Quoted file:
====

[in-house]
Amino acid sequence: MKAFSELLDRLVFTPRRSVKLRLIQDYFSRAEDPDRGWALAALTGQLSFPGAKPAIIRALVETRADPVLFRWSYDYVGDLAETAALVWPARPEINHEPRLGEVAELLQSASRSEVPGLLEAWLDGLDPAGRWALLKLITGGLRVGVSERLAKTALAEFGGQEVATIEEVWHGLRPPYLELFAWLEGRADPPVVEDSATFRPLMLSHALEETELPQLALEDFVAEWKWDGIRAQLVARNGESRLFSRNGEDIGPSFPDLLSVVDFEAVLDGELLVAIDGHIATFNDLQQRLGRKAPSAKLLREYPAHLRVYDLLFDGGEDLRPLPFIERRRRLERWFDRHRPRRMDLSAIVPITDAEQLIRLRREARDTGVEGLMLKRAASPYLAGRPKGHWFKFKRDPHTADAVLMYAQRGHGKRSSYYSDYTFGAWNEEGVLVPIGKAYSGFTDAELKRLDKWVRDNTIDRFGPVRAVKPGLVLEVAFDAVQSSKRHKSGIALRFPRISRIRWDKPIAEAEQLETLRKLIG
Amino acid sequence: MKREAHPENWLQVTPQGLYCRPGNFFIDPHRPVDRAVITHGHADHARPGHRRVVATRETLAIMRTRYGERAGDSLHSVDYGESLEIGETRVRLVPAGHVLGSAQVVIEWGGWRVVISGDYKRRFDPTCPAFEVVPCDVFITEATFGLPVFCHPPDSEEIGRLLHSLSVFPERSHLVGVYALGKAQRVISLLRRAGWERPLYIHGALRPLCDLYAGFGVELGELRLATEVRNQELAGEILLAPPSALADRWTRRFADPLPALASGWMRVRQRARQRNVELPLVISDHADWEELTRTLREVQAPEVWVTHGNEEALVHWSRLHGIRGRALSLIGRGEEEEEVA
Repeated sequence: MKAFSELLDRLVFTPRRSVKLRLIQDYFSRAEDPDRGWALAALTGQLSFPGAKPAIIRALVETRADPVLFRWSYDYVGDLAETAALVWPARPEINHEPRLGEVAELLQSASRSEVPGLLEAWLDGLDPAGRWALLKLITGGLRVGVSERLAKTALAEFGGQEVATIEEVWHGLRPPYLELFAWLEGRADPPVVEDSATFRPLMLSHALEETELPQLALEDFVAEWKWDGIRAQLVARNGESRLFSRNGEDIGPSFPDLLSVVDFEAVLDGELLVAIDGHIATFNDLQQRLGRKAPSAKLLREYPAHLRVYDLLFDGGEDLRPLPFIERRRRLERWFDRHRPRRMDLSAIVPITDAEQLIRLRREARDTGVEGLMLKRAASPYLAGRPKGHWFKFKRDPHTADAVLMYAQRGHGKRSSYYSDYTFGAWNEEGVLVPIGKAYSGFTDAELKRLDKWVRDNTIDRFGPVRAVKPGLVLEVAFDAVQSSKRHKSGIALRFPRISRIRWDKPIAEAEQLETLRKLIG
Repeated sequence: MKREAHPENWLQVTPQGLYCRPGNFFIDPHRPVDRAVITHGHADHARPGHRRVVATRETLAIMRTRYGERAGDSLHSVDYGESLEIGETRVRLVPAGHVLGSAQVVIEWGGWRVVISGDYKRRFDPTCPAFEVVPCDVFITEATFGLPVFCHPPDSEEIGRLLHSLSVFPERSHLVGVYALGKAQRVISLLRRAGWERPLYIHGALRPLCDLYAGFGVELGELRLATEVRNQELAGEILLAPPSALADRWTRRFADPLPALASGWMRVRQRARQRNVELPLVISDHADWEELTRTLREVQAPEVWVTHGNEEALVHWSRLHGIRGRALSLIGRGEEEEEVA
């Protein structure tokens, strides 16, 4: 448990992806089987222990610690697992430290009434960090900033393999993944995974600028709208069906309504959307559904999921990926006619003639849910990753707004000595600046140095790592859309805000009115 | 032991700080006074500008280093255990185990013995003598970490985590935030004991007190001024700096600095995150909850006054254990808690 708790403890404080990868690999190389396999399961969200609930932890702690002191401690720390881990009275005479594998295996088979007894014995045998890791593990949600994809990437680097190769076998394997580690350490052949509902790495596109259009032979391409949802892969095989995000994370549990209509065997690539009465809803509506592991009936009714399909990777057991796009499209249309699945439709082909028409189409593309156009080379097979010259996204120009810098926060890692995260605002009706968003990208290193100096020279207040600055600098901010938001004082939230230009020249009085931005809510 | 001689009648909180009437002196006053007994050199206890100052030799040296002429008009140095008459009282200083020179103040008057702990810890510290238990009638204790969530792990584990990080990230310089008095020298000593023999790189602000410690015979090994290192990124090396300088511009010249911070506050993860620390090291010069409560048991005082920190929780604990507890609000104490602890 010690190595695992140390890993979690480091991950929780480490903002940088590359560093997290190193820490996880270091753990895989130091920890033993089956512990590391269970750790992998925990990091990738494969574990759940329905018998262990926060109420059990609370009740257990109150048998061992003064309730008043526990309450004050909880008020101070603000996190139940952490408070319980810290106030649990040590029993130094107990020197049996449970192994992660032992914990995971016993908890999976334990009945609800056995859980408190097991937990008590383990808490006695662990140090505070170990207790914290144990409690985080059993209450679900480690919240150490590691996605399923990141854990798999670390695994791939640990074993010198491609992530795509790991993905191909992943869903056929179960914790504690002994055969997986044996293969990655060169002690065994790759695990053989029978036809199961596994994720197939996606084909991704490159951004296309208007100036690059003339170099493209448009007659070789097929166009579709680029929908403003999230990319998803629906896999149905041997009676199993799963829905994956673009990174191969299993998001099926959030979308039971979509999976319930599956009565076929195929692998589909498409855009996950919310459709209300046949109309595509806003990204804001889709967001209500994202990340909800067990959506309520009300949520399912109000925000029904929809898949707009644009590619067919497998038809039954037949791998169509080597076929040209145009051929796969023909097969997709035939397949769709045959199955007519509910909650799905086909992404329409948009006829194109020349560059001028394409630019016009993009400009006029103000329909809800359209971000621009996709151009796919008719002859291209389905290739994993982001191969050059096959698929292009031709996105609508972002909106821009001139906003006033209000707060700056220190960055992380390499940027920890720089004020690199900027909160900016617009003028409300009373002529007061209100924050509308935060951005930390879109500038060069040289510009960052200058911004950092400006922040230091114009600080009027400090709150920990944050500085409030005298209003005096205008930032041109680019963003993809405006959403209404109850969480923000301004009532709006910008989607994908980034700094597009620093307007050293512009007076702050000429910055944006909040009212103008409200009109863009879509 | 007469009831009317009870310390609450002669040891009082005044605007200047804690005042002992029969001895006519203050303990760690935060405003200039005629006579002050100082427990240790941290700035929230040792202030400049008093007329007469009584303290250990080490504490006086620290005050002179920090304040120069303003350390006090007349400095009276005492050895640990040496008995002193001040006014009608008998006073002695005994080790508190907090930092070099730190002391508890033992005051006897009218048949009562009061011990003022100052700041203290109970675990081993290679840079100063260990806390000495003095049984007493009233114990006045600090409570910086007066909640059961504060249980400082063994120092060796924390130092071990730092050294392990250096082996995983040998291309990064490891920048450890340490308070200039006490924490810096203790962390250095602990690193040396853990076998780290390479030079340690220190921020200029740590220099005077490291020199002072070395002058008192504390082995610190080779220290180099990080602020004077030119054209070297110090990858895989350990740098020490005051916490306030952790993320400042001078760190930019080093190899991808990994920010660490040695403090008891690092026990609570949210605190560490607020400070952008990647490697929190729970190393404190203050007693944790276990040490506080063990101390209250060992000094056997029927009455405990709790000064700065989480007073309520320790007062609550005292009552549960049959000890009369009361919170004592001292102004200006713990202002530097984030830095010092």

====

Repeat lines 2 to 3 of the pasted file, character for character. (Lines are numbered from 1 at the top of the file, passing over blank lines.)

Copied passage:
Amino acid sequence: MKAFSELLDRLVFTPRRSVKLRLIQDYFSRAEDPDRGWALAALTGQLSFPGAKPAIIRALVETRADPVLFRWSYDYVGDLAETAALVWPARPEINHEPRLGEVAELLQSASRSEVPGLLEAWLDGLDPAGRWALLKLITGGLRVGVSERLAKTALAEFGGQEVATIEEVWHGLRPPYLELFAWLEGRADPPVVEDSATFRPLMLSHALEETELPQLALEDFVAEWKWDGIRAQLVARNGESRLFSRNGEDIGPSFPDLLSVVDFEAVLDGELLVAIDGHIATFNDLQQRLGRKAPSAKLLREYPAHLRVYDLLFDGGEDLRPLPFIERRRRLERWFDRHRPRRMDLSAIVPITDAEQLIRLRREARDTGVEGLMLKRAASPYLAGRPKGHWFKFKRDPHTADAVLMYAQRGHGKRSSYYSDYTFGAWNEEGVLVPIGKAYSGFTDAELKRLDKWVRDNTIDRFGPVRAVKPGLVLEVAFDAVQSSKRHKSGIALRFPRISRIRWDKPIAEAEQLETLRKLIG
Amino acid sequence: MKREAHPENWLQVTPQGLYCRPGNFFIDPHRPVDRAVITHGHADHARPGHRRVVATRETLAIMRTRYGERAGDSLHSVDYGESLEIGETRVRLVPAGHVLGSAQVVIEWGGWRVVISGDYKRRFDPTCPAFEVVPCDVFITEATFGLPVFCHPPDSEEIGRLLHSLSVFPERSHLVGVYALGKAQRVISLLRRAGWERPLYIHGALRPLCDLYAGFGVELGELRLATEVRNQELAGEILLAPPSALADRWTRRFADPLPALASGWMRVRQRARQRNVELPLVISDHADWEELTRTLREVQAPEVWVTHGNEEALVHWSRLHGIRGRALSLIGRGEEEEEVA